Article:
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Food

Cut The Mayo: Quick Ways To Make Jewish Soul Food Healthier

Salt, sugar, acid, fat. These are the major components of traditional Jewish delicacies. Jewish food is immigrant food, created by a culture of outsiders incorporating whatever cheap materials they had on hand to finesse delicious, hearty dishes. After all, if it doesn’t incurably clog your arteries, can it really be considered soul food?

These days we’re less wandering Jews than we are pondering Jews, and it seems like what we’ve been pondering most lately is how to make the fried, jarred, and boiled dishes we grew up with slightly less heart-harming and slightly more accessible to a new generation of prissy pescetarians.

Paula Shoyer has been pondering this for awhile. The woman’s got her culinary credentials in order; she has been feted in 2015 as a “Woman to Watch” by Jewish Women International, is the proud possessor of a pastry degree from the Ritz Escoffier in Paris, and has appeared on TV before every major Jewish holiday.

You called your new cookbook, The Healthy Jewish Kitchen, a “healing project”. In the beginning of your cookbook, you wrote that the writing experience was a challenge to yourself after losing your mother, followed by your father. How did your mourning process influence the way the cookbook was created?

Tomorrow is actually my father’s yartzheit. Today is the last day of a two-year mourning process. My mother died and I was a mourner, and then my father died, and I started the process all over again. It’s been a part of my life for such a long time. It’s been a wonderful, exciting period but I’ve also carried this.

The publisher came to me asking about a healthy Jewish cookbook. It seemed like a great idea because of how I was feeling. With the Passover Cookbook, I took recipes from my head. With the Healthy Jewish Cookbook, I started from a blank page. One example is coleslaw and mayonnaise. They’re pretty much ubiquitous in shiva houses. It began to represent to me this awful dish of heavy, fattening food. I started to really hate coleslaw. So I started to repurpose foods I was sick of. Now I will eat coleslaw, but with wine or a mango puree.

What’s your quickest tip for making kosher food healthier?

Avoid packaged food! Go natural. We rely so much on soup stock and mayonnaise and puff pastry, and I thought, what would happen if I took all that off the table?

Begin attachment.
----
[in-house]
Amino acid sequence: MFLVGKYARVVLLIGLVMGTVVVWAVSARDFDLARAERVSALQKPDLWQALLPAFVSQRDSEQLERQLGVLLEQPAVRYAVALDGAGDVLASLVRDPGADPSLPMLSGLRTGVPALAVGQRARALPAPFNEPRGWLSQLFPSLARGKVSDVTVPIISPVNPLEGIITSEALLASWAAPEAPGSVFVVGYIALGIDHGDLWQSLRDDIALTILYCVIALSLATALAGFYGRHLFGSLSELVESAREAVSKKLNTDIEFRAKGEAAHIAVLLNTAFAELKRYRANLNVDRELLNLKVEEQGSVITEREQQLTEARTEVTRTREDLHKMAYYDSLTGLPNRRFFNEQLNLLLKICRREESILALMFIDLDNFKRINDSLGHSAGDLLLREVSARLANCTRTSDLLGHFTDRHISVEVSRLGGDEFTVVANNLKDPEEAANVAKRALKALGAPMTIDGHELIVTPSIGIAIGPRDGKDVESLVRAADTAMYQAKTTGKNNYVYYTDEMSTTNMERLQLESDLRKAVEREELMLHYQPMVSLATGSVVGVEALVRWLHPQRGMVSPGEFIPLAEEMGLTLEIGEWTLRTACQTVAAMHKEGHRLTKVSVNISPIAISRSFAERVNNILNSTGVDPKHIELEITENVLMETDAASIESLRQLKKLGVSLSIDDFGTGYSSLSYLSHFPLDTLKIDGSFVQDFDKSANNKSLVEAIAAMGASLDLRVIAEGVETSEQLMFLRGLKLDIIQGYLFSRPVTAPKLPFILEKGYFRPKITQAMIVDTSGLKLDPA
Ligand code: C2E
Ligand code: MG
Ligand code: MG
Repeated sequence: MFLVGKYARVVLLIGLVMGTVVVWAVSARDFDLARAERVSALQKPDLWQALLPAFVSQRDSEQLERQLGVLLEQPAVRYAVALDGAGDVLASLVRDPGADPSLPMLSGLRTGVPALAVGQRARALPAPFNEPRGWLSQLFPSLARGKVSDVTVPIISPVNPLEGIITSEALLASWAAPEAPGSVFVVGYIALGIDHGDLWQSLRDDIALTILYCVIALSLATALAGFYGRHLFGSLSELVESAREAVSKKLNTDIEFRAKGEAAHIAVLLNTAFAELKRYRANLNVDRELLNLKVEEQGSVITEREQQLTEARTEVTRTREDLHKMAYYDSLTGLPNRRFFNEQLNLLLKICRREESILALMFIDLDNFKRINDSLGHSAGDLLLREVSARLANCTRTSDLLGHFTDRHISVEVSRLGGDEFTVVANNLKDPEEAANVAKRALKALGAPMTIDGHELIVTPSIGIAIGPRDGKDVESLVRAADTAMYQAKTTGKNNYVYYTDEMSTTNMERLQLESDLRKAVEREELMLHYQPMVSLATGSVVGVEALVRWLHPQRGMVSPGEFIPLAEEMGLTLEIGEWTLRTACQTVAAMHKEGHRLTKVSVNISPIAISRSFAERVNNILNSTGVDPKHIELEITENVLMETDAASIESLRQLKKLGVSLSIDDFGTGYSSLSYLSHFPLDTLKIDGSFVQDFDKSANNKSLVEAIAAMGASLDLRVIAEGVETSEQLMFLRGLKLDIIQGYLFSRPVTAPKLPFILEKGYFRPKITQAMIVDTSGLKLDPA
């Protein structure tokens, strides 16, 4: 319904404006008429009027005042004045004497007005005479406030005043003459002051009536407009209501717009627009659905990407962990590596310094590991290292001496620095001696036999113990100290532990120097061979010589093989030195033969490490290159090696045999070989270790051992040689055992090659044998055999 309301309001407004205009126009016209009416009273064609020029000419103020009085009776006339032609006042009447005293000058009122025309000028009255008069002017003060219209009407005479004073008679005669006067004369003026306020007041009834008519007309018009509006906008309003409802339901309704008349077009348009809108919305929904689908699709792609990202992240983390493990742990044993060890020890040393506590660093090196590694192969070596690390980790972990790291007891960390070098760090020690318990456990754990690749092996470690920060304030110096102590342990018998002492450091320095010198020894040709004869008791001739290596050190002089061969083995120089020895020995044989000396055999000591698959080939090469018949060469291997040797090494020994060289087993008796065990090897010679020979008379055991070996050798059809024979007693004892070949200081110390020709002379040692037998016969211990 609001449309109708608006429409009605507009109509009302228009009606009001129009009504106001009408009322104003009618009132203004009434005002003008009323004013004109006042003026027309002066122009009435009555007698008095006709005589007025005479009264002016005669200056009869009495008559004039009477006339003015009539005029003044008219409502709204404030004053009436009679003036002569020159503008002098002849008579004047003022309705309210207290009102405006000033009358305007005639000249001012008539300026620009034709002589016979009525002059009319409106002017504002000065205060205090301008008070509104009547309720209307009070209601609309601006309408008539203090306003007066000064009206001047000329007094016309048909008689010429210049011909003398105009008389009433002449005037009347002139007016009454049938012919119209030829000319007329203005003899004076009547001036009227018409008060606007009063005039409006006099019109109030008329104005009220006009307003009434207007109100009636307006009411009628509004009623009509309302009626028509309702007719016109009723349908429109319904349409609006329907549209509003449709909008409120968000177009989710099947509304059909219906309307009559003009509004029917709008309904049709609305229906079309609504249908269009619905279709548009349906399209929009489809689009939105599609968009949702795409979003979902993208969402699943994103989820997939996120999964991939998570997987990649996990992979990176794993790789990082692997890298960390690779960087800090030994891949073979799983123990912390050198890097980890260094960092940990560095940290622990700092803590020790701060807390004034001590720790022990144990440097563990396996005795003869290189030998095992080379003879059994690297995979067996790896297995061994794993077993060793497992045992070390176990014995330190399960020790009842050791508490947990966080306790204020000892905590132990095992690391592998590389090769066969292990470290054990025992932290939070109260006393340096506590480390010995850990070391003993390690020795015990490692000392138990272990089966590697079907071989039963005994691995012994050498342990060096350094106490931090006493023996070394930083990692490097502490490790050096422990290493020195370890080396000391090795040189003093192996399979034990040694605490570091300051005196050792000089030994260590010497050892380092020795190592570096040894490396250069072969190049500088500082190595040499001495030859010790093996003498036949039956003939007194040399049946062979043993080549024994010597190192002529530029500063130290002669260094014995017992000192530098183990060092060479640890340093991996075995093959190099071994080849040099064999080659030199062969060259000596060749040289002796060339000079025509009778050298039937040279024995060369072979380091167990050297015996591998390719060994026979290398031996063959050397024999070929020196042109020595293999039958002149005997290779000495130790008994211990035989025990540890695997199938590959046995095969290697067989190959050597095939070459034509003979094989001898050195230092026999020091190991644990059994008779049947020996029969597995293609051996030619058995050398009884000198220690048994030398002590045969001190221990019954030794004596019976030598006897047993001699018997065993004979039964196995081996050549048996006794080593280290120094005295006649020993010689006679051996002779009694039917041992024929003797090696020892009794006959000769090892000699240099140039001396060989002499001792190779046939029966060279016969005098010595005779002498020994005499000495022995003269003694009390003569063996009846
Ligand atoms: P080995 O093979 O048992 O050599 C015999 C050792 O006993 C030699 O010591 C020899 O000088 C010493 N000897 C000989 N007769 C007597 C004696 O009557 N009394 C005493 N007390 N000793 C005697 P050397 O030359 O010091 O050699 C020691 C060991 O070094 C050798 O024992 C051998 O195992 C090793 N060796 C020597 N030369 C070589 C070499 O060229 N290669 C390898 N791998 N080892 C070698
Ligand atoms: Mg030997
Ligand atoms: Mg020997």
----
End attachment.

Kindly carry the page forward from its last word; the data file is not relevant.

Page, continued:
How do you make soup without soup stock?

I add enough flavoring, enough tumeric and garlic powder, to make up for it.

So going big on flavor to replace the artificial.

Yes, I really wanted to keep the integrity of the dishes while eating traditional Jewish food that remind you of your childhood, creating recipes we all grew up with.

So a reframing of tradition?

Yeah, I like that.

Did you consult with nutritionists while writing this book?

I spoke to a couple of friends about what they thought of certain oils and flour and salads, but the publisher really didn’t want me to include things like calorie counts.

Did you ever worry that you were messing with sacred traditions, or cowtowing to this cultural trend of making everything healthier? Were you worried Jewish food might lose something in the process of converting it to health food?

I thought about this a lot, like how far can we go before it’s something completely different? What’s Hanukkah without potato latkes? But now I bake them in the oven. The experience is the same but the components are different. I try to see how far I can go.

Have you gotten any feedback from the nutrition community about your book?

People seem to really like it! People keep nodding, like, ‘welcome to the club’. I want as many people as possible to eat better. If you’re going to eat babka because it makes you profoundly happy, then make it a healthy one.

I read a little about your background. You got your cooking degree in Paris. What was that like? How do you combine the knowledge you got from the culinary capital of the world with your own Jewish heritage and the Jewish foods you cook?

I don’t eat dessert Monday to Thursday. My first mission was to take all those French dairy pastries and make them pareve for Shabbat [traditionally meat meals]. I joke that everything I learned about Passover recipes I learned in cooking school, because so many desserts were heavily based in almond flavor which were great for Passover. Cooking is a science. It taught me to be precise. Make sure to put myself in the cook’s shoes and make sure they get it right.

I know how good it felt, how it helped me heal to eat like that. I’m not allowed to say it helped me lose weight—

Why not?

My publisher doesn’t allow it because there’s no way to prove it.

Right, it could be seen as a scientific claim.

But I felt lighter and lost all the weight I gained during shiva. We’ve all eaten our feelings at some point. I’m creating a healthy way to eat your feelings.

People say you need time to grieve, but I don’t believe that anymore. I think you need to do something. I took a sad experience and created something that brought people comfort. I feel like I have four children and four cookbooks. People ask me, do you have a favorite child. I tell them it depends. Do I have a favorite cookbook? It depends!

Shira Feder is a writer for the Forward. You can reach her at [email protected]

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